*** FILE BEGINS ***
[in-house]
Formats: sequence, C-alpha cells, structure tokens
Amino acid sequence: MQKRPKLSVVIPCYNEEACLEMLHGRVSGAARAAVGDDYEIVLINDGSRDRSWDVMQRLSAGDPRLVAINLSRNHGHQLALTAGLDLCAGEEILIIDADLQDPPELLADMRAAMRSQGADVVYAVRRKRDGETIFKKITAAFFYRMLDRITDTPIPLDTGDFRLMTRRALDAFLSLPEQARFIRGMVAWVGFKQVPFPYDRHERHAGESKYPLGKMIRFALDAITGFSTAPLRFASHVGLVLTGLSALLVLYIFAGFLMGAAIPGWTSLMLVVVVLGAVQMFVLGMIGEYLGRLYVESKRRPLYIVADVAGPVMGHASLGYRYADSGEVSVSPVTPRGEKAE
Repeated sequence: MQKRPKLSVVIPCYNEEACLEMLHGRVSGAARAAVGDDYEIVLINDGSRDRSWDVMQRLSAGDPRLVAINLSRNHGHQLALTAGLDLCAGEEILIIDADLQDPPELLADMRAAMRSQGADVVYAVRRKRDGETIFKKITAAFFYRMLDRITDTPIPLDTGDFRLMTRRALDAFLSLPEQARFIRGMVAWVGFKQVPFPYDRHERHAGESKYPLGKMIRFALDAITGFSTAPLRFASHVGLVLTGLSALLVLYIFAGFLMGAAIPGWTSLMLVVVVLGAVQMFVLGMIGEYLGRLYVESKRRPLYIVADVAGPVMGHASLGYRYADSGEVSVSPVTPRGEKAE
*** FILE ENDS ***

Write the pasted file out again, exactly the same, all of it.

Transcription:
[in-house]
Formats: sequence, C-alpha cells, structure tokens
Amino acid sequence: MQKRPKLSVVIPCYNEEACLEMLHGRVSGAARAAVGDDYEIVLINDGSRDRSWDVMQRLSAGDPRLVAINLSRNHGHQLALTAGLDLCAGEEILIIDADLQDPPELLADMRAAMRSQGADVVYAVRRKRDGETIFKKITAAFFYRMLDRITDTPIPLDTGDFRLMTRRALDAFLSLPEQARFIRGMVAWVGFKQVPFPYDRHERHAGESKYPLGKMIRFALDAITGFSTAPLRFASHVGLVLTGLSALLVLYIFAGFLMGAAIPGWTSLMLVVVVLGAVQMFVLGMIGEYLGRLYVESKRRPLYIVADVAGPVMGHASLGYRYADSGEVSVSPVTPRGEKAE
Repeated sequence: MQKRPKLSVVIPCYNEEACLEMLHGRVSGAARAAVGDDYEIVLINDGSRDRSWDVMQRLSAGDPRLVAINLSRNHGHQLALTAGLDLCAGEEILIIDADLQDPPELLADMRAAMRSQGADVVYAVRRKRDGETIFKKITAAFFYRMLDRITDTPIPLDTGDFRLMTRRALDAFLSLPEQARFIRGMVAWVGFKQVPFPYDRHERHAGESKYPLGKMIRFALDAITGFSTAPLRFASHVGLVLTGLSALLVLYIFAGFLMGAAIPGWTSLMLVVVVLGAVQMFVLGMIGEYLGRLYVESKRRPLYIVADVAGPVMGHASLGYRYADSGEVSVSPVTPRGEKAE